I just read the recent HBR story about why women in B2B sales are in a prime position to succeed after the deep COVID freeze begins to melt. HBR made it clear, in language that even a neophyte can understand, that women bring a civility and sophistication to the B2B sales world that many of their male counterparts are going to have to scramble to keep up with. As a veteran of B2B sales, and the founder of a recruiting firm focused on landing the best possible sales leaders for tech clients, I have seen the value of feminine leadership in B2B sales first hand. Yet, according to the Bureau of Labor Statistics in 2019, women are underrepresented in B2B sales roles. While women represent more than half of the U.S. workforce, only 25% of B2B tech sales executives are women. In the case of sales leaders, the number drops to an alarming 12%.
HBR quotes a 2019 study of over 500 sales leaders that explains why it’s time that we give women sales leaders their due. It’s in the money. Men achieve quota 78% of the time while women in B2B sales achieve quota 86% of the time. But why? This is where it gets interesting. Diving deeper, women are more likely to leverage all seven HBR Sales Capabilities, and are more likely to be naturally good at the ones that will matter the most as the world returns to some version of “normal”.
Analyzing: understanding cause and effect and seeing big picture implications
Connecting: building a network of customers, team members, and other resources
Collaborating: working cooperatively with others
Shaping solutions: understanding customer needs and adapting the offer accordingly
Influencing: shaping their messages and style to maximize impact
Driving: applying structured and planned approaches to deliver outcomes
Improving: constantly seeking to do things better and being prepared to try new things
For my male colleagues: don’t get too bent out of shape at what I’m saying. Both men and women are absolutely capable of being effective across all areas of sales acumen. It’s just that men are more likely to focus on analyzing and driving than they are to focus on connecting, collaborating, or creatively shaping solutions. Buyers are more educated than ever, and often come to the table with the analysis done. The ability to connect and shape solutions to meet their needs is often what’s needed to close the deal. And, the research shows that women tend to bring these skills to the table foremost, followed by analysis and the drive toward the signed deal. What’s more, in tech sales, many solutions are either subscription or cloud based, meaning that the initial deal is just the tip of the iceberg in terms of total customer value. Women are more likely to establish a collaborative sales relationship that spans the initial deal as well as follow-on deals for more seats, greater usage or new features.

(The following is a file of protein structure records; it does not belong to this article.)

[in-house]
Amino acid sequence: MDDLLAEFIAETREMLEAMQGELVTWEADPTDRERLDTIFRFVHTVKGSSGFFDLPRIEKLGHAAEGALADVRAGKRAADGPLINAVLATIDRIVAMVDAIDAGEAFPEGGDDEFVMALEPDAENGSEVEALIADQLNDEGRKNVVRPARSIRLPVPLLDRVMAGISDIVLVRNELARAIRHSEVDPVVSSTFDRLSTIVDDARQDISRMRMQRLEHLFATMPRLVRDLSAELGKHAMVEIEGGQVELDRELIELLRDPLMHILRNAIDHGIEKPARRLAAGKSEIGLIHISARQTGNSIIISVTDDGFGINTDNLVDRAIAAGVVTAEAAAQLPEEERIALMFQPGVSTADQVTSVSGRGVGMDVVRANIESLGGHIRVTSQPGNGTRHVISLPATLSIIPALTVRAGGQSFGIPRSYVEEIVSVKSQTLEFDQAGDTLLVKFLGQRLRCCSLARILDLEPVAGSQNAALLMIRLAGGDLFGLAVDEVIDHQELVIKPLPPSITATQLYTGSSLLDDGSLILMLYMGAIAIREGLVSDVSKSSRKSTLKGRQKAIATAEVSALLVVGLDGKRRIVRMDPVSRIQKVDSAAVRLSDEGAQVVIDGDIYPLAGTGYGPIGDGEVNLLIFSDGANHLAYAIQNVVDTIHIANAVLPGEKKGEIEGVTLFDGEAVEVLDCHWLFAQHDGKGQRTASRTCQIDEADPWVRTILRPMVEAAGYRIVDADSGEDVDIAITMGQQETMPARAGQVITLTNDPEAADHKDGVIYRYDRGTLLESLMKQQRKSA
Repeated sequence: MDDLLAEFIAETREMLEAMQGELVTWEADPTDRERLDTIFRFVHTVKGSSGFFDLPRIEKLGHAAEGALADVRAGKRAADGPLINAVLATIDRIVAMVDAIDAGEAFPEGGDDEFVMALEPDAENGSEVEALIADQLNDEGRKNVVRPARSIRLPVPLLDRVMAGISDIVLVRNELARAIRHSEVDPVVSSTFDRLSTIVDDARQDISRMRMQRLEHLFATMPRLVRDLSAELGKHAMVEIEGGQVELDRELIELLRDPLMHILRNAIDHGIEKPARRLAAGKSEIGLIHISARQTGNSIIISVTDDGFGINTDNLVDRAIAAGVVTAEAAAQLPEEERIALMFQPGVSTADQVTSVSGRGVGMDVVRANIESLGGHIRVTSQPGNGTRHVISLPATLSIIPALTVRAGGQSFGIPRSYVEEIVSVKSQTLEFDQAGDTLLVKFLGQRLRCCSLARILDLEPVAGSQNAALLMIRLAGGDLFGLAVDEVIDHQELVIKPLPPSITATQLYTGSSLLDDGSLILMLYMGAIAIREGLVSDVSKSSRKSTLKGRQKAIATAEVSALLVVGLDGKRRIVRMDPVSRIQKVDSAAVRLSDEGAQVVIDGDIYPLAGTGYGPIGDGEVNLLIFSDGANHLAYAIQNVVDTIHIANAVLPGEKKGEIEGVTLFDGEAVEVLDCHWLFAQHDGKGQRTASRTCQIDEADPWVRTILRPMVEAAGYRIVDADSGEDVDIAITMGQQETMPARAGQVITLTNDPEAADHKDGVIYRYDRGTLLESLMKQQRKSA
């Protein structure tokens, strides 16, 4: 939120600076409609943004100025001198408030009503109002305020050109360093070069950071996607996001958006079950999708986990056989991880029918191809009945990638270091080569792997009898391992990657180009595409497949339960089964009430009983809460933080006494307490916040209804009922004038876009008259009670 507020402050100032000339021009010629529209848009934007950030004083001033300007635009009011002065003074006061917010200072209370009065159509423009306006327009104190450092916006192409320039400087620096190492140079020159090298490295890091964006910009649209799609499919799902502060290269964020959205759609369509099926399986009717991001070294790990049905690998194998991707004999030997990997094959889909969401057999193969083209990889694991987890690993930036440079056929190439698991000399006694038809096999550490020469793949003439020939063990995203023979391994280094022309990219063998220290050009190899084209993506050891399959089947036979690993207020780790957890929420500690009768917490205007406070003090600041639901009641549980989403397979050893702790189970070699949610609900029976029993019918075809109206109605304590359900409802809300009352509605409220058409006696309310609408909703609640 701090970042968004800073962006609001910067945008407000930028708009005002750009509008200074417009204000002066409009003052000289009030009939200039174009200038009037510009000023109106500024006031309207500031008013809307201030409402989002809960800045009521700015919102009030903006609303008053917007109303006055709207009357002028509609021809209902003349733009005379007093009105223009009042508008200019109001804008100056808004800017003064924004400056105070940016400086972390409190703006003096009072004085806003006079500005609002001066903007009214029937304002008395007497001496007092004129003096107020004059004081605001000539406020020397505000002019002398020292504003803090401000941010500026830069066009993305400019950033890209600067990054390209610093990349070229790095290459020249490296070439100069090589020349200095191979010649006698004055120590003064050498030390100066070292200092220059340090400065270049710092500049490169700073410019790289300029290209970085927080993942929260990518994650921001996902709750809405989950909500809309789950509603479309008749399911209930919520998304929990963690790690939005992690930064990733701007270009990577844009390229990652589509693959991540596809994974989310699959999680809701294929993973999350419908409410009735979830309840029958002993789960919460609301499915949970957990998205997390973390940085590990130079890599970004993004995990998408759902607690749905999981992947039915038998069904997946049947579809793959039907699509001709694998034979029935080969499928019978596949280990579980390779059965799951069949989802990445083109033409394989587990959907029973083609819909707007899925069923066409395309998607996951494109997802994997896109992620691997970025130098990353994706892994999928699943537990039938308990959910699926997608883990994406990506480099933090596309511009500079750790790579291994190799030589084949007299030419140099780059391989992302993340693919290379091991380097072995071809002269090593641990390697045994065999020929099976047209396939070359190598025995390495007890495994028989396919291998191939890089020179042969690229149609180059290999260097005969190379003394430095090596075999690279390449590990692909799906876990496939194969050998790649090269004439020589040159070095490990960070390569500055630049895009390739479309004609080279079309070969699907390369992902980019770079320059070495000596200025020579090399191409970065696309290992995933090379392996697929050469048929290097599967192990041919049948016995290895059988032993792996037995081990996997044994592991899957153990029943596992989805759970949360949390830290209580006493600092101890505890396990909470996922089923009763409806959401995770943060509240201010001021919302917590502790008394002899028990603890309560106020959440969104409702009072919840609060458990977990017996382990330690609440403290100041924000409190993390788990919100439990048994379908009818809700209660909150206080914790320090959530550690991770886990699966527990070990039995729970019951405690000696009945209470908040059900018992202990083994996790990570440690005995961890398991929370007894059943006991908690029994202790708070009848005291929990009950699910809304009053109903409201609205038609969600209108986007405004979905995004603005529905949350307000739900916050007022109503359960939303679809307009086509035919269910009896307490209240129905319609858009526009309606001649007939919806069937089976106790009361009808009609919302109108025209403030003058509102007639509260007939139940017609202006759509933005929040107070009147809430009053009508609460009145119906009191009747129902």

I agree with HBR’s assessment that post COVID-19, customers will be more comfortable than ever negotiating transactions and building relationships with companies completely virtually. Gone will be the days of entertaining customers vs. educating customers and collaborating with them. And, both customers and salespeople are likely to travel less frequently post COVID-19. This means that both men and women will be more able to balance career and family needs. It’s broadly acceptable to “fit” virtual meetings into daily schedules that also involve child or elder care. A dynamic that has long been the norm for working women, and which is just becoming the norm for their male counterparts who are used to going into the office or to the customer face-to-face.
Looking back at my own history with both hiring strong female sales leaders and placing them in some of today’s most important companies, I have seen the value of women in sales leadership positions. Some of our greatest success stories involve placing very successful women sales leaders in important companies like PayPal. Now, with the addition of Christine Williams as our new partner, and the involvement of Kelli Tejada and Lana Kairos on our advisory board, Fortra Search is adopting what the rest of the industry is also waking up to: women bring a critical dynamic to board rooms, negotiating tables, and the executive suite. They bring a strong ability to not only have empathy with the needs of the customer, the needs of their team, and the needs of the company, but to also be able to balance the demands of today’s landscape with the new virtual world of balancing family and work.
I think HBR got it right in this piece. It’s something to think about as we build a more diverse work environment, which must include strong women in important positions.